Integration of risk factors for Parkinson disease in 2 large longitudinal cohorts

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To prospectively examine how selected lifestyle factors and family history of Parkinson disease (PD) combine to determine overall PD risk.


We derived risk scores among 69,968 women in the Nurses' Health Study (NHS) (1984–2012) and 45,830 men in the Health Professionals Follow-up Study (HPFS) (1986–2012). Risk scores were computed for each individual based on the following factors previously associated with PD risk: total caffeine intake, smoking, physical activity, and family history of PD for the NHS, and additionally total flavonoid intake and dietary urate index for the HPFS. Hazard ratios were estimated using Cox proportional hazards models. In addition, we performed tests of interactions on both the multiplicative and additive scale between pairs of risk factors.


We documented 1,117 incident PD cases during follow-up. The adjusted hazard ratios comparing individuals in the highest category of the reduced risk score to those in the lowest category were 0.33 (95% confidence interval: 0.21, 0.49; ptrend < 0.0001) in the NHS and 0.18 (95% confidence interval: 0.10, 0.32; ptrend < 0.0001) in the HPFS. Results were similar when applying the risk scores computed by summing the predictors weighted by the log of their individual effect sizes on PD risk in these cohorts. Additive interaction was present between no family history of PD and caffeine in men and between caffeine and physical activity in women.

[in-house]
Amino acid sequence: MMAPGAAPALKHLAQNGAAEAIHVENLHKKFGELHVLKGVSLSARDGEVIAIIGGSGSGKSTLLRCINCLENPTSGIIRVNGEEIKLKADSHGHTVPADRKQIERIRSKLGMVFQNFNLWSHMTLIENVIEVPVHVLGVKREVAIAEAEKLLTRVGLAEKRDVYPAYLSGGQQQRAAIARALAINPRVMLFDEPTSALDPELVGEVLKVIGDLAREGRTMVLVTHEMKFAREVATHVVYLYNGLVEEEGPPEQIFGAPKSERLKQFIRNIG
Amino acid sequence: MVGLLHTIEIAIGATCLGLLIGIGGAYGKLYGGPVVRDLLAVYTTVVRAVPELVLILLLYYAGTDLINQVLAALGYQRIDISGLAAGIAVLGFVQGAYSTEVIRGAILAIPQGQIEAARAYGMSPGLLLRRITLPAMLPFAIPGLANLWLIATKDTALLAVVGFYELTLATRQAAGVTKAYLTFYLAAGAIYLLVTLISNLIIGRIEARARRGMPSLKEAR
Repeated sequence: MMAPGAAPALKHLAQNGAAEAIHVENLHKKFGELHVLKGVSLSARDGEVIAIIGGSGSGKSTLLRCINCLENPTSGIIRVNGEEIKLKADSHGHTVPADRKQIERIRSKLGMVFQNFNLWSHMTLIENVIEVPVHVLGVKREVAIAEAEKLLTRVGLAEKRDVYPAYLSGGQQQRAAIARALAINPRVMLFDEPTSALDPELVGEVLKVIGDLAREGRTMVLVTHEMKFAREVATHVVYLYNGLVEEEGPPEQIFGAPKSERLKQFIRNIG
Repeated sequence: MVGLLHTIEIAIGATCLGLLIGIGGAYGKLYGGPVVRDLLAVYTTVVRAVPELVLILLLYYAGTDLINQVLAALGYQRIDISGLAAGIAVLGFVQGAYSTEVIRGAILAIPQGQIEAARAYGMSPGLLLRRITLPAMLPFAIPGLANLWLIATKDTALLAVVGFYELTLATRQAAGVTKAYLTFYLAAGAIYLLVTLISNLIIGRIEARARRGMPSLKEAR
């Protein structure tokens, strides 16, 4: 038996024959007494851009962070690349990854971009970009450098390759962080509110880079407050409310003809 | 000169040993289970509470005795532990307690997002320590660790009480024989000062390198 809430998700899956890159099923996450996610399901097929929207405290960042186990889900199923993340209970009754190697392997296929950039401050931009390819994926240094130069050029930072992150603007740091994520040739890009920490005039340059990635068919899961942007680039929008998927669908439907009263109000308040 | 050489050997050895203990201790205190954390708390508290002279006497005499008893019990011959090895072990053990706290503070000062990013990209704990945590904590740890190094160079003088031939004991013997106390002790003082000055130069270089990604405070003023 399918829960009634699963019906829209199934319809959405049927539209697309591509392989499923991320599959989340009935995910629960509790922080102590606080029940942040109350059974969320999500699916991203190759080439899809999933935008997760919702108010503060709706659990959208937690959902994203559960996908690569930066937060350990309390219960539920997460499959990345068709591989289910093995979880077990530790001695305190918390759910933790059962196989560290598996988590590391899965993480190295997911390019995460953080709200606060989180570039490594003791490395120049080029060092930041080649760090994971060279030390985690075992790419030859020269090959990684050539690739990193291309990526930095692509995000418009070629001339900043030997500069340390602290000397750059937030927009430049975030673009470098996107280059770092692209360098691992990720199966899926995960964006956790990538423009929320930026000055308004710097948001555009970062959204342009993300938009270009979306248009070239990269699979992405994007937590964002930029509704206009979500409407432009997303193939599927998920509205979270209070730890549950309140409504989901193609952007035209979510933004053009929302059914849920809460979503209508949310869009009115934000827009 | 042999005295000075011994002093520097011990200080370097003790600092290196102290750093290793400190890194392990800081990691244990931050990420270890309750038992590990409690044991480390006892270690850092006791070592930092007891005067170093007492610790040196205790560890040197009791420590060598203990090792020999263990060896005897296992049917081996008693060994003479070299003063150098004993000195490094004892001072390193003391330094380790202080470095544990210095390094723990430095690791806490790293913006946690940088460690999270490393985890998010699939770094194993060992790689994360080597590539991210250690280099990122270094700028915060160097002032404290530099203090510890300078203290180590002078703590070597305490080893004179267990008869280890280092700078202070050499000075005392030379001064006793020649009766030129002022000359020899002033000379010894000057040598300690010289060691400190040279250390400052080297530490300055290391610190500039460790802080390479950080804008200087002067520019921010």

Our results suggest that known protective factors for PD tend to have additive or superadditive effects, so that PD risk is very low in individuals with multiple protective risk factors.

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